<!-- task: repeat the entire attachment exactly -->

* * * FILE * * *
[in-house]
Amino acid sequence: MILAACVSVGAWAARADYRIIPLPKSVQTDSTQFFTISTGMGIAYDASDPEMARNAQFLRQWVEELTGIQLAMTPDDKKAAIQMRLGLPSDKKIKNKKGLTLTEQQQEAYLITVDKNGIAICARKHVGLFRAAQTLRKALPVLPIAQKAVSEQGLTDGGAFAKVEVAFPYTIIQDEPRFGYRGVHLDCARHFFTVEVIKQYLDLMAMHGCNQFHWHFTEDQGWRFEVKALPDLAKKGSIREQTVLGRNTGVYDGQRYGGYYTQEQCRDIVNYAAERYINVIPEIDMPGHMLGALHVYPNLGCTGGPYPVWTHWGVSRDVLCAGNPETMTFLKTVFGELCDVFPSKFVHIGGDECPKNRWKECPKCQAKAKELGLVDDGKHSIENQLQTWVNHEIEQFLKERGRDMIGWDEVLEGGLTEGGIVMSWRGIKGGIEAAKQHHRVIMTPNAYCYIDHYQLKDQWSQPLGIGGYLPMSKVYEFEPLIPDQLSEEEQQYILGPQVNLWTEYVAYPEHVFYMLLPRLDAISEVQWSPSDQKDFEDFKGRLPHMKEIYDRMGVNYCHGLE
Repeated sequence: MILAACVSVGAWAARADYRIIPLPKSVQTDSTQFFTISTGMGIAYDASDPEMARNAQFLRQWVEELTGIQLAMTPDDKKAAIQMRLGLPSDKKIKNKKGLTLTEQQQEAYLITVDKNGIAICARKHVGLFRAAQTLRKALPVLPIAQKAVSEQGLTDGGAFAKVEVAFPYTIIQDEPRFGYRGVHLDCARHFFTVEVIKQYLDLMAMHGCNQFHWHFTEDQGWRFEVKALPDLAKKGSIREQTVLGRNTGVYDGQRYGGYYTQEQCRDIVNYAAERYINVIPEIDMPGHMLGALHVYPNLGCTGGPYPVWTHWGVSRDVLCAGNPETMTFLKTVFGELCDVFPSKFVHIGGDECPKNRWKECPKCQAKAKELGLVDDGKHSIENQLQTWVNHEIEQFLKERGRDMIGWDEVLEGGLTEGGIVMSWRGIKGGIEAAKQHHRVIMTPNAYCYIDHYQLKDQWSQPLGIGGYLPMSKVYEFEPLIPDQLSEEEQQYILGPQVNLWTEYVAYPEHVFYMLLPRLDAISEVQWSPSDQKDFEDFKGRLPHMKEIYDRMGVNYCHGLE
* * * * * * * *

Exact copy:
[in-house]
Amino acid sequence: MILAACVSVGAWAARADYRIIPLPKSVQTDSTQFFTISTGMGIAYDASDPEMARNAQFLRQWVEELTGIQLAMTPDDKKAAIQMRLGLPSDKKIKNKKGLTLTEQQQEAYLITVDKNGIAICARKHVGLFRAAQTLRKALPVLPIAQKAVSEQGLTDGGAFAKVEVAFPYTIIQDEPRFGYRGVHLDCARHFFTVEVIKQYLDLMAMHGCNQFHWHFTEDQGWRFEVKALPDLAKKGSIREQTVLGRNTGVYDGQRYGGYYTQEQCRDIVNYAAERYINVIPEIDMPGHMLGALHVYPNLGCTGGPYPVWTHWGVSRDVLCAGNPETMTFLKTVFGELCDVFPSKFVHIGGDECPKNRWKECPKCQAKAKELGLVDDGKHSIENQLQTWVNHEIEQFLKERGRDMIGWDEVLEGGLTEGGIVMSWRGIKGGIEAAKQHHRVIMTPNAYCYIDHYQLKDQWSQPLGIGGYLPMSKVYEFEPLIPDQLSEEEQQYILGPQVNLWTEYVAYPEHVFYMLLPRLDAISEVQWSPSDQKDFEDFKGRLPHMKEIYDRMGVNYCHGLE
Repeated sequence: MILAACVSVGAWAARADYRIIPLPKSVQTDSTQFFTISTGMGIAYDASDPEMARNAQFLRQWVEELTGIQLAMTPDDKKAAIQMRLGLPSDKKIKNKKGLTLTEQQQEAYLITVDKNGIAICARKHVGLFRAAQTLRKALPVLPIAQKAVSEQGLTDGGAFAKVEVAFPYTIIQDEPRFGYRGVHLDCARHFFTVEVIKQYLDLMAMHGCNQFHWHFTEDQGWRFEVKALPDLAKKGSIREQTVLGRNTGVYDGQRYGGYYTQEQCRDIVNYAAERYINVIPEIDMPGHMLGALHVYPNLGCTGGPYPVWTHWGVSRDVLCAGNPETMTFLKTVFGELCDVFPSKFVHIGGDECPKNRWKECPKCQAKAKELGLVDDGKHSIENQLQTWVNHEIEQFLKERGRDMIGWDEVLEGGLTEGGIVMSWRGIKGGIEAAKQHHRVIMTPNAYCYIDHYQLKDQWSQPLGIGGYLPMSKVYEFEPLIPDQLSEEEQQYILGPQVNLWTEYVAYPEHVFYMLLPRLDAISEVQWSPSDQKDFEDFKGRLPHMKEIYDRMGVNYCHGLE